The Blues Era
and early blues piano
1909 - 1927
Imagine a line drawn from Jacksonville, Florida west to Mobile, alabama and along the gulf coast to New Orleans, through the pine-tar camps to Galveston, Texas; from the Crescent City go north up the Mississippi to Cairo, Illinois. Then extend this line to St. Louis, maybe even as far north as Davenport, Iowa and then to Chicago, just a short ride on the rails from either of these two river towns. From Chicago the line runs over to North Carolina and then south, back to Jacksonville. From the fertile Mississippi Delta it is just a short hop north to Memphis, Tennessee. This is the great area covered by the men and women who sang, wrote, played and lived the blues. Towards the later part of the blues era, this area extended as far north as New York which had a thriving music scene including the blues.
It is not known exactly when the first blues was performed. It is certain that a basic style of blues was being performed by rural musicians before 1900. Blues apparently followed about the same development time-line as Ragtime, but had a much longer gestation period. Jelly Roll Morton, W.C. Handy and "Ma" Rainey each has said that the first time they heard a performance, of what was later to be called "The Blues", was about 1903 or 1904.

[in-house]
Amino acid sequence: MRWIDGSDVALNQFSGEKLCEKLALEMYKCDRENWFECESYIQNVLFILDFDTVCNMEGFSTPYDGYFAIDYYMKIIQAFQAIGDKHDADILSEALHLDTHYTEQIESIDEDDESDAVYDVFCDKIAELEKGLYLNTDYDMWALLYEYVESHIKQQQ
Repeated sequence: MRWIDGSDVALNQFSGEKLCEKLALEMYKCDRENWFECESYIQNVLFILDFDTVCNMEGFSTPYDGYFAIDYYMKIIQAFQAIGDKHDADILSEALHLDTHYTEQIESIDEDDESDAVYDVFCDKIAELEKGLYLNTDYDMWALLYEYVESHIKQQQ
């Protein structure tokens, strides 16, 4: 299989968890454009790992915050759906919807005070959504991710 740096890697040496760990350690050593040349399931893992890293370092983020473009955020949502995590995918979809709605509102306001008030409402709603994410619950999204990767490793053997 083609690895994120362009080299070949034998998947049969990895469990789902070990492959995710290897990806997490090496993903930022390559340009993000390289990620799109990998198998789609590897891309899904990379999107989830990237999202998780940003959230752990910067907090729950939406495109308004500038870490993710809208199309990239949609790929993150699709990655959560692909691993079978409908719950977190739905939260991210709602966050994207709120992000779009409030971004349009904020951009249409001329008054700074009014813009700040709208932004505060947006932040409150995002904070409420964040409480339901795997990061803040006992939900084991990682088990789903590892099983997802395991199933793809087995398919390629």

The period of wide-spread popularity for blues music, which shall be referred to here as "The Blues Era" was from approximatley 1909 to 1927. This period saw the blues rise from obscurity to a national craze. Blues are an extremly important part of America's music. It is one of the key building blocks that developed into Jazz and influenced all subsequent popular music.